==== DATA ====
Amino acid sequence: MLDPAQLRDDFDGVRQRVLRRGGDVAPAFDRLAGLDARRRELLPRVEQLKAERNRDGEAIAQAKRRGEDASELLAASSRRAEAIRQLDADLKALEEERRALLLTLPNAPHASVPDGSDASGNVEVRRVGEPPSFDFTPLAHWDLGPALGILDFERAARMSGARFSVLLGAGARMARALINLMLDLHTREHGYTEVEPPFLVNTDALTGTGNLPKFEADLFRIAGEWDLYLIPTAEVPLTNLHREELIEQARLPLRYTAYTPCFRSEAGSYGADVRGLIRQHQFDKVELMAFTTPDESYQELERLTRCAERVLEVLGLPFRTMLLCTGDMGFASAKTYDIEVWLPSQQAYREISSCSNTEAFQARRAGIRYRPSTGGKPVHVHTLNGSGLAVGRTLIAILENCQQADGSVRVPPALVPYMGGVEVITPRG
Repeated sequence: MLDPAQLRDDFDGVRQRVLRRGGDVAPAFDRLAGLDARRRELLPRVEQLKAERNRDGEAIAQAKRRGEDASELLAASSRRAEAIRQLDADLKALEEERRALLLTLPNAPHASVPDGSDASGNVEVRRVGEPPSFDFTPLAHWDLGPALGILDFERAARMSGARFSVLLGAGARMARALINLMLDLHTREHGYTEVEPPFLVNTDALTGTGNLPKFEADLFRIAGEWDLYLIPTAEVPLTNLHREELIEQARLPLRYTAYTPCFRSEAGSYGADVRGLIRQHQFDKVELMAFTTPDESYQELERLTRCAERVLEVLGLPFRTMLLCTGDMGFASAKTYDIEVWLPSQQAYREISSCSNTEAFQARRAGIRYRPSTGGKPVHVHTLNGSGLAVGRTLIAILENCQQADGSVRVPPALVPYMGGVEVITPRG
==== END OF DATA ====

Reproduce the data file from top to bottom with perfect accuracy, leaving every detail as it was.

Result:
Amino acid sequence: MLDPAQLRDDFDGVRQRVLRRGGDVAPAFDRLAGLDARRRELLPRVEQLKAERNRDGEAIAQAKRRGEDASELLAASSRRAEAIRQLDADLKALEEERRALLLTLPNAPHASVPDGSDASGNVEVRRVGEPPSFDFTPLAHWDLGPALGILDFERAARMSGARFSVLLGAGARMARALINLMLDLHTREHGYTEVEPPFLVNTDALTGTGNLPKFEADLFRIAGEWDLYLIPTAEVPLTNLHREELIEQARLPLRYTAYTPCFRSEAGSYGADVRGLIRQHQFDKVELMAFTTPDESYQELERLTRCAERVLEVLGLPFRTMLLCTGDMGFASAKTYDIEVWLPSQQAYREISSCSNTEAFQARRAGIRYRPSTGGKPVHVHTLNGSGLAVGRTLIAILENCQQADGSVRVPPALVPYMGGVEVITPRG
Repeated sequence: MLDPAQLRDDFDGVRQRVLRRGGDVAPAFDRLAGLDARRRELLPRVEQLKAERNRDGEAIAQAKRRGEDASELLAASSRRAEAIRQLDADLKALEEERRALLLTLPNAPHASVPDGSDASGNVEVRRVGEPPSFDFTPLAHWDLGPALGILDFERAARMSGARFSVLLGAGARMARALINLMLDLHTREHGYTEVEPPFLVNTDALTGTGNLPKFEADLFRIAGEWDLYLIPTAEVPLTNLHREELIEQARLPLRYTAYTPCFRSEAGSYGADVRGLIRQHQFDKVELMAFTTPDESYQELERLTRCAERVLEVLGLPFRTMLLCTGDMGFASAKTYDIEVWLPSQQAYREISSCSNTEAFQARRAGIRYRPSTGGKPVHVHTLNGSGLAVGRTLIAILENCQQADGSVRVPPALVPYMGGVEVITPRG